and matrices are denoted by regular capital letters, e.g., . We overload the “diag” operator as follows: for a given matrix and a vector , and denote the vector made from the diagonal elements of and a diagonal matrix made from the elements of , respectively. Vector norms and denote the standard , and respectively. We adopt the Matlab notation for accessing the elements of vectors and matrices, i.e., components of a vector is indicated by and denotes the entire row of the matrix . Finally, signifies that is the augmentation of the matrix with the column vector .

Consider the optimization problem

(1)

where and are closed proper convex convex functions and is a closed convex set. We further assume that is differentiable with -Lipschitz gradient, i.e.,

(2)

and we allow to be (possibly) non-smooth with sub-differential at denoted by .

The proximal operator [11] associated with , and is defined as

(3a)
(3b)

For a symmetric positive definite(SPD) matrix , define . Note that is -strongly convex with respect to the norm , i.e., ,

The Bregman divergence associated with , is define as

We will use the fact that, for any ,

(4)

It is easy to see that the dual of is given by

(5)

2 The Algorithm and Main Result

In this section, we describe our main algorithm, FLAG, and give its convergence properties in Theorem 1. The core of FLAG consists of five essential ingredients:

  1. A proximal gradient step (Step 4)

  2. Construction of the adaptive regularization (Steps 5-10)

  3. Picking the Adaptive stepsize (Step 12)

  4. A mirror descent step (Step 13)

  5. Linear combination of the proximal gradient step and the mirror descent step (Step 14)

1:, , ,
2:
3:for k=1 to T do
4:     
5:     
6:     
7:     
8:     
9:     
10:     
11:     
12:     
13:     
14:      return
Algorithm 1 FLAG

The subroutine BinarySearch is given in Algorithm 2, where is the usual bisection routine for finding the root of a single variable function in the interval and to the accuracy of . More specifically, for a root such that and given , the sub-routine returns an approximation to such that and this is done with only function evaluations.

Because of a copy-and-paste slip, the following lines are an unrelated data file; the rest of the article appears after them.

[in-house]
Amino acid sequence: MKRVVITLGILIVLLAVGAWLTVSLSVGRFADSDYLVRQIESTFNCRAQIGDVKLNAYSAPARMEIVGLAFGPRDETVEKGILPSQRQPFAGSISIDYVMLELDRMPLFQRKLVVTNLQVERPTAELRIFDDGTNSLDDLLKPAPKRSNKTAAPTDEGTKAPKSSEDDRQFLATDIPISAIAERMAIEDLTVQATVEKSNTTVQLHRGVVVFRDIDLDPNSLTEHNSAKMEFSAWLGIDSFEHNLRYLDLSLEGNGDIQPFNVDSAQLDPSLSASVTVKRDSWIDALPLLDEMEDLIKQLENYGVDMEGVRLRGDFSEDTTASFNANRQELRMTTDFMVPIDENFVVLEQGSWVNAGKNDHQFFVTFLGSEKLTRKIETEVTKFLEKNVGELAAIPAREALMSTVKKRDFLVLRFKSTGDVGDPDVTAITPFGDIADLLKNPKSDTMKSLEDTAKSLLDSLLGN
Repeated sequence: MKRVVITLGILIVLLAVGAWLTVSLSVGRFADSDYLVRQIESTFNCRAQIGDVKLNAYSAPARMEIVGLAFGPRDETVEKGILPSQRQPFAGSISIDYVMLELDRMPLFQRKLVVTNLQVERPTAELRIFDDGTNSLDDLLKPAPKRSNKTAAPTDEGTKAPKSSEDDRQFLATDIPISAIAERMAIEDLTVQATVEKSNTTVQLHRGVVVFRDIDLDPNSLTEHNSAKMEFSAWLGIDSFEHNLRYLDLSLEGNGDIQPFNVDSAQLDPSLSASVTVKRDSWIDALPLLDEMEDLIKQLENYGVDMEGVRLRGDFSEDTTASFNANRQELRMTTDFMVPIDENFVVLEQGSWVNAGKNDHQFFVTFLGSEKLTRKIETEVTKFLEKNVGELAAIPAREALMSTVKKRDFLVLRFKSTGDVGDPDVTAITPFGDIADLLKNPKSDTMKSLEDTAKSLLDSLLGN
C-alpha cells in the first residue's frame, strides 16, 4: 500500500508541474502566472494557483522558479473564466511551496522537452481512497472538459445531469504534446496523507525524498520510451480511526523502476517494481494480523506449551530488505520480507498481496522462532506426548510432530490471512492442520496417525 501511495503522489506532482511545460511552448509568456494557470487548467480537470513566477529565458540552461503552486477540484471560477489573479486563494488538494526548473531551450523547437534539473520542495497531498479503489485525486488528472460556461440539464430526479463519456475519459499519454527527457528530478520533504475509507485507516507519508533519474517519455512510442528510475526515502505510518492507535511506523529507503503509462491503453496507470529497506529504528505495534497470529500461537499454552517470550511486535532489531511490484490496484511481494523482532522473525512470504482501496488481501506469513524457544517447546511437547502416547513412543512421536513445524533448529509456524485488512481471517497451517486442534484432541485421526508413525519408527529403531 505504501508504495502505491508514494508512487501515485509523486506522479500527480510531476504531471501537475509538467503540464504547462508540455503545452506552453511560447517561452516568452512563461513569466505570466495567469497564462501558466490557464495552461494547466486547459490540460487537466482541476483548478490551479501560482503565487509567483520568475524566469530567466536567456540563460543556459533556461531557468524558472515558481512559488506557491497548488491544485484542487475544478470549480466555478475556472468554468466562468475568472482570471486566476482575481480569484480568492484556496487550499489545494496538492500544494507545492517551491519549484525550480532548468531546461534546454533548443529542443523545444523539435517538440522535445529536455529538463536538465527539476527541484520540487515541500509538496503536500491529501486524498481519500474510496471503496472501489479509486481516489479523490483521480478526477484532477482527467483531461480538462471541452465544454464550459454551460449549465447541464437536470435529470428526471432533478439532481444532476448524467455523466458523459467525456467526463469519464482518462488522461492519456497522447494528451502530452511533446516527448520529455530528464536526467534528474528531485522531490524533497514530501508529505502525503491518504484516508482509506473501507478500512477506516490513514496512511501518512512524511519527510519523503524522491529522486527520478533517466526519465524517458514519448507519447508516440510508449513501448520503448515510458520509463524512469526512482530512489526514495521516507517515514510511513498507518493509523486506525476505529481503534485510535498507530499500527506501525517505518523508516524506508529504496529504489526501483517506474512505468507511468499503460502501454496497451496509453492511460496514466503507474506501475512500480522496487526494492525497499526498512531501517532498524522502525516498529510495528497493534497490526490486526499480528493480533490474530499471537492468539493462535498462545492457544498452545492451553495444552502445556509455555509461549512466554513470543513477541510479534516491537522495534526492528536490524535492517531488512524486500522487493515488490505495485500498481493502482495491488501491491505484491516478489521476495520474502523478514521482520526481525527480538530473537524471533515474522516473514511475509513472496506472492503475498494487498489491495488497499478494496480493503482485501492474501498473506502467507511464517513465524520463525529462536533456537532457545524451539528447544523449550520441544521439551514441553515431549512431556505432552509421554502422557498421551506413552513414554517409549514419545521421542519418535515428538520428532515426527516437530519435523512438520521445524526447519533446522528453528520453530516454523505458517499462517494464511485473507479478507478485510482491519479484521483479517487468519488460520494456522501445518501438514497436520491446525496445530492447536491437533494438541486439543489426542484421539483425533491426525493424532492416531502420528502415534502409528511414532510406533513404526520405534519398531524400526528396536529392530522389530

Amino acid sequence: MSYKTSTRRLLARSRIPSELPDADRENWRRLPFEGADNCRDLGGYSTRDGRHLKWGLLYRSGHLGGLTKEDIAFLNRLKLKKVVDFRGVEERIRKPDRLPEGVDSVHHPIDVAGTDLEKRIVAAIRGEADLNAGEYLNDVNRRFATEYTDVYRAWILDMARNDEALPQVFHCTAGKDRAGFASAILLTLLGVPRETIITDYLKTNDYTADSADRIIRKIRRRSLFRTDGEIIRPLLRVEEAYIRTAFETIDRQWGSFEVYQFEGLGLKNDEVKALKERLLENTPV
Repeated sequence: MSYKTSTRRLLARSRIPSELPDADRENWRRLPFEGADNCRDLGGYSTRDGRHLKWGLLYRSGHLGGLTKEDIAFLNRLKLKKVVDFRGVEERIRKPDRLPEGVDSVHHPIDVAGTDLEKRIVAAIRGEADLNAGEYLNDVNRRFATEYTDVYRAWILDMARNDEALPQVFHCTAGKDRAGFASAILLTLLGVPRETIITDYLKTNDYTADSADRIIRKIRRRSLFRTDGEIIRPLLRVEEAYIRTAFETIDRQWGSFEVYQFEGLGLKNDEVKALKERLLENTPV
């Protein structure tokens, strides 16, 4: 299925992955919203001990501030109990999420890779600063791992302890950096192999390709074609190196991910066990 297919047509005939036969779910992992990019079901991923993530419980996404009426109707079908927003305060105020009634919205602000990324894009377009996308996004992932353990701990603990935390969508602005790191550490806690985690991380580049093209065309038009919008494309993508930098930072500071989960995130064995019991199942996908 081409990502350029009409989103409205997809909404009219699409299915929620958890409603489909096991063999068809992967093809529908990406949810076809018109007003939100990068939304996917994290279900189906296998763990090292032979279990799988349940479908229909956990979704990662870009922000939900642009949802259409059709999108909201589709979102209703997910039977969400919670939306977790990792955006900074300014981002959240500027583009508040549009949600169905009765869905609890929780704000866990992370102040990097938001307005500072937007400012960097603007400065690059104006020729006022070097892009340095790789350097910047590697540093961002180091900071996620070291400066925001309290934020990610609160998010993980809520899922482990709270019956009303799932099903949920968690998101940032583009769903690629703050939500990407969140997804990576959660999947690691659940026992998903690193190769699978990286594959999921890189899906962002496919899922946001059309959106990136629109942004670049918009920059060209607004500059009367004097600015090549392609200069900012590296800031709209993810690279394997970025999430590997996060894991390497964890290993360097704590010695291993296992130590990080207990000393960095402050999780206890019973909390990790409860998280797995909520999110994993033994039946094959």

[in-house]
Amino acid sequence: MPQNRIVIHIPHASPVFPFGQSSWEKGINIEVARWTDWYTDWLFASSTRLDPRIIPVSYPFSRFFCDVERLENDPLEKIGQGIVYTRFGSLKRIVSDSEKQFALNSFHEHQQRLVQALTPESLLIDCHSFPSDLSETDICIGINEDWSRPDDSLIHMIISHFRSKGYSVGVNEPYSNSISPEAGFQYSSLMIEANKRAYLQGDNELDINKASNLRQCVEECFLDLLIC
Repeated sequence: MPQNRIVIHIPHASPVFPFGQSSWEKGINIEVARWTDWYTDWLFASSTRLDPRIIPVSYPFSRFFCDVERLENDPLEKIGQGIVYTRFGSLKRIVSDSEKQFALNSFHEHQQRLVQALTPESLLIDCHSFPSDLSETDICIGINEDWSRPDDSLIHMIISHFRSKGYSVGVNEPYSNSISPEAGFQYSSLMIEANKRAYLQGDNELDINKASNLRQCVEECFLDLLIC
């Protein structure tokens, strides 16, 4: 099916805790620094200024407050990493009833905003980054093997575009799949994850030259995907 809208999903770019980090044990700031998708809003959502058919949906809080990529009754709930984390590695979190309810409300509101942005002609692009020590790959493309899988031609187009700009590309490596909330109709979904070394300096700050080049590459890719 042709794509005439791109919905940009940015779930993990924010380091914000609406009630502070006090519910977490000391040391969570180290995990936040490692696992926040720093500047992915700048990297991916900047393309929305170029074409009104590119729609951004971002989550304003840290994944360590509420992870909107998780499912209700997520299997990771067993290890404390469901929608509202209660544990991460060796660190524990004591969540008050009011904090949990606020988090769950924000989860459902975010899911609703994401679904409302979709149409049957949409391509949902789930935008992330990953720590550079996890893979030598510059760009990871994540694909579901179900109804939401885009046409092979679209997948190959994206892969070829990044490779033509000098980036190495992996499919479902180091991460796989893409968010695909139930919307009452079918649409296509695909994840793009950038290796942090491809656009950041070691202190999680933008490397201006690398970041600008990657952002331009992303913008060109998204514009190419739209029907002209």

1:, , and
2:Define the univariate function
3:if  then return y
4:if  then return z
5:
6:return
Algorithm 2 BinarySearch

Theorem 1, gives the convergence properties of Algorithm 1:

Theorem 1 (Main Result: Convergence Property of FLAG)

Let . For any , after iterations of Algorithm 1, we get

where . Also each iteration takes time.

2.1 Comparison of FLAG with AdaGrad and FISTA

In this Section, we briefly describe the advantages of FLAG relative to AdaGrad and FISTA.

Let be the subgradient of at iteration , , , and . Using a similar argument to that used in Lemma 5, we see that . AdaGrad achieves a rate of

(6)

which is in contrast to mirror descent, which achieves

where is the average of all ’s. Thus, one can see that the improvement of AdaGrad compared to mirror descent is .

Now, let be defined as in Algorithm 1. One can verify using Lemma 5 that and ( is analogous to ). Thus, from Theorem 1, we get

(7)

This is in contrast to FISTA, which achieves

As a result, the improvement of FLAG compared to FISTA is . FLAG’s improvement over FISTA can thus be up to a square of AdaGrad’s improvement over mirror descent. Here, we note that and though analogous, are not the same.

Finally, we can directly compare the rates of (6) and (7) to see the speed-up offered by FLAG over AdaGrad. In particular, FLAG enjoys from the optimal rate of , compared to the sub-optimal rate of of AdaGrad. However, we do stress that AdaGrad does not make any smoothness assumptions, and thus works in more general settings than FLAG.

3 Proofs

Below we give the details for the proof of our main result. The proofs of technical lemmas in Section 3.1 are given in Appendix A.

The proof sketch of the convergence of FLAG is as follows.

  1. FLAG is essentially a combination of mirror descent and proximal gradient descent steps (see Lemmas 1 and 4).

  2. in Algorithm 1 plays the role of an ”effective gradient lipschitz constant” in each iteration. The convergence rate of our algorithm ultimately depends on . (see Lemmas 7 and 2)

  3. By picking adaptively, as in AdaGrad, we achieve a non-trivial upper bound for . (see Lemma 5)

  4. Our algorithm relies on picking an at each iteration that satisfies an inequality involving (see Corollary 1). However, because

    is not known at the moment of picking

    , we must choose an to roughly satisfy the inequality for all possible values of . We do this by picking using binary search. (see Lemmas 2 and 3 and Corollary 1)